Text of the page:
Second hand alcohol studied

Secondhand alcohol? How can that be?

Secondhand effects of alcohol are the negative experiences directly resulting from someone else’s drinking, things like being insulted or humiliated by the drinker, a serious argument or quarrel, being pushed, hit or otherwise assaulted, sexual assault or date rape, to name a few, advises a study at the University of Otago in New Zealand. The study can be found at the U.S. National Library of Medicine-National Institutes of Health.

The Journal of Studies on Alcohol and Drugs reports that one in five adults experience harms because of someone else’s drinking. “Secondhand effects of alcohol in the United States are substantial and affected by sociodemographics, the harmed individual’s own drinking, and the presence of a heavy drinker in the household.”

WebMD lists harms that include damaged property, vandalism, physical aggression, financial problems, relationship issues and issues related to driving. “More than 5 percent of deaths worldwide are attributed to alcohol…global toxic impact on the body affects all organs and most sectors of society.”

Excessive use of alcohol increases risks of certain cancers like breast cancer, mouth, throat, esophagus and liver cancers, stroke, high blood pressure, liver disease, brain damage to an unborn child, and more, advises the Mayo Clinic.

Researchers wanted to find out how drinking alcohol affects physical and mental well-being by comparing China and the United States. Change in mental well-being was most positive for those females who quit. Within four years they were close to the same level as that of women who had never consumed alcohol in both U.S. and Chinese populations. (www.cmaj.ca/content/). Global consumption of alcohol is becoming more widespread, increasing the risks of cardiovascular disease, gastrointestinal disease and neuropsychiatric disorders, according to this source.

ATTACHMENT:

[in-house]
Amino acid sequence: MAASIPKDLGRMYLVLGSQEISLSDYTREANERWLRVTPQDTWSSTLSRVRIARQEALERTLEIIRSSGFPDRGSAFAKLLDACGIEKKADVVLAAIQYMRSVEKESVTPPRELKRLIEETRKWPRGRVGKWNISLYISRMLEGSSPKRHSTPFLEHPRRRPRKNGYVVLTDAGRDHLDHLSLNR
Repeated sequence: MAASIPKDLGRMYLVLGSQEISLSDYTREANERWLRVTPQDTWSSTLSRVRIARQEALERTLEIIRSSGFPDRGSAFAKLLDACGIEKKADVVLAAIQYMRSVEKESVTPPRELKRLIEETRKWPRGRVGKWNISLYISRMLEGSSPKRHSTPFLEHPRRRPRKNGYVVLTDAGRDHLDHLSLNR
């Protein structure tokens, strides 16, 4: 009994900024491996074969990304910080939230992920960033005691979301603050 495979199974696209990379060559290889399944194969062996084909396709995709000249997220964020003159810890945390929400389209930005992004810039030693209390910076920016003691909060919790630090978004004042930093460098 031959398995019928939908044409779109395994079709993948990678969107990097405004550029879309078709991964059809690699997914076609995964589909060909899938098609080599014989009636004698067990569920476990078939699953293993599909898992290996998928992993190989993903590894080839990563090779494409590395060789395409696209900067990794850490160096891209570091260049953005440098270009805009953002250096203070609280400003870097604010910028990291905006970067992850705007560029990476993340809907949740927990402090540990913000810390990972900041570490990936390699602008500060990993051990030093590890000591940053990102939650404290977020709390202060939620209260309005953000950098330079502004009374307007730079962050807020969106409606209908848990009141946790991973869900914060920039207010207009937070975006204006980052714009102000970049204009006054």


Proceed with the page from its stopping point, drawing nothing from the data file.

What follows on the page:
Apparently no one is certain about the risks of moderate drinking, however, there is a school of thought that claims there is no safe limit. “Alcoholic beverages have been classified as a Group 1 carcinogen by the International Agency for Research on Cancer.”

Mayo Clinic advises avoiding alcohol if you’re pregnant or trying to become pregnant. Also, if you’ve had a hemorrhagic stroke, have liver or pancreatic disease, heart failure or weak heart, or you take prescription or over-the-counter medications that can interact with alcohol, you should not drink alcohol. Finally, if you’ve been diagnosed with alcoholism or alcohol abuse, you should avoid consuming alcohol.

It’s unlikely that people who start drinking alcohol expect to become addicted to it. What is wrong with a drink now and then in social situations? But sometimes something happens and drinking alcohol hurts not just the drinker, but also the people in that drinker’s life.

Addiction has no address, but Family Recovery Center does. For more information about the education, prevention and treatment programs for substance abuse and related behavioral issues, contact the agency at 964 N. Market St., Lisbon; phone, 330-424-1468; or e-mail, info@familyrecovery.org. FRC is funded in part by Columbiana County Mental Health and Recovery Services Board.


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